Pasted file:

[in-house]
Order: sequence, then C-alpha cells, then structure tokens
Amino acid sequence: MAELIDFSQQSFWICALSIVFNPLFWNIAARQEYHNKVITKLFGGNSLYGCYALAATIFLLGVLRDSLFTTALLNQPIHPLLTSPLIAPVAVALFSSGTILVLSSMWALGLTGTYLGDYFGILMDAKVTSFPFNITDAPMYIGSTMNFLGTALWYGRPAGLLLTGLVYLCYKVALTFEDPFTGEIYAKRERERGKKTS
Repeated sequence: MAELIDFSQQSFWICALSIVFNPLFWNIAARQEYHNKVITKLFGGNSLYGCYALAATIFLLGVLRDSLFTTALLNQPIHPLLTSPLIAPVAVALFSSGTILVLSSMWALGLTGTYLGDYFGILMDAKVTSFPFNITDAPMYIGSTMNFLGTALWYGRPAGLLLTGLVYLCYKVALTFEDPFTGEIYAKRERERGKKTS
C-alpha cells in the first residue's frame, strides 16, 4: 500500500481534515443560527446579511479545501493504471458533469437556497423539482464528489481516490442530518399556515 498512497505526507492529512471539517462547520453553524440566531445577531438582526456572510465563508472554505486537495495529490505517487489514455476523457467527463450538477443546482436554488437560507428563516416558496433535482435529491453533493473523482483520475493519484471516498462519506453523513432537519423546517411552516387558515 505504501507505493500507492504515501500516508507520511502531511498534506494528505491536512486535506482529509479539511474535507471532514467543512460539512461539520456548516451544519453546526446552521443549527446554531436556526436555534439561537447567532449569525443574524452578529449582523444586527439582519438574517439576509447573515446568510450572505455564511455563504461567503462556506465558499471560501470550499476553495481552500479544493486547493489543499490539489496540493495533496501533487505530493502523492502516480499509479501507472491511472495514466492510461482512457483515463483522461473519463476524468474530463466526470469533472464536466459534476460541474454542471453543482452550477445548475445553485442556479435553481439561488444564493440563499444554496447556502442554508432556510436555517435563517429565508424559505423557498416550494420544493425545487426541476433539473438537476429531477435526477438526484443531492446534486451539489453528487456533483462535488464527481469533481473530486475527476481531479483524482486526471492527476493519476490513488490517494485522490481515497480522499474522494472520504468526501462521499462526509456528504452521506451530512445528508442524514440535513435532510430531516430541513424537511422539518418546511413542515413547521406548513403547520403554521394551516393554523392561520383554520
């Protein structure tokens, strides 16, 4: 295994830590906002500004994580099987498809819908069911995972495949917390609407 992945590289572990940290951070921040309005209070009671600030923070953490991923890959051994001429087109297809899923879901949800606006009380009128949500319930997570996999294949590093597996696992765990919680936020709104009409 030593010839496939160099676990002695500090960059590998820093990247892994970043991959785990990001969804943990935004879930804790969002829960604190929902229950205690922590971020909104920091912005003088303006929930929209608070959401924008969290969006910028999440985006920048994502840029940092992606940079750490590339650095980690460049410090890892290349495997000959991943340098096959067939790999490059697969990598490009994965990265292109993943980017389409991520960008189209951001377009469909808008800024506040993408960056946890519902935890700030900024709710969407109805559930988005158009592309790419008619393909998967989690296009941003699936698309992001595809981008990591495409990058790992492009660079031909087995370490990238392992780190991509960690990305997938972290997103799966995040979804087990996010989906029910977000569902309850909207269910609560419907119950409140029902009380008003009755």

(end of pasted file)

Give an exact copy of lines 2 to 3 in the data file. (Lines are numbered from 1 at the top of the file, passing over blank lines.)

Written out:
Order: sequence, then C-alpha cells, then structure tokens
Amino acid sequence: MAELIDFSQQSFWICALSIVFNPLFWNIAARQEYHNKVITKLFGGNSLYGCYALAATIFLLGVLRDSLFTTALLNQPIHPLLTSPLIAPVAVALFSSGTILVLSSMWALGLTGTYLGDYFGILMDAKVTSFPFNITDAPMYIGSTMNFLGTALWYGRPAGLLLTGLVYLCYKVALTFEDPFTGEIYAKRERERGKKTS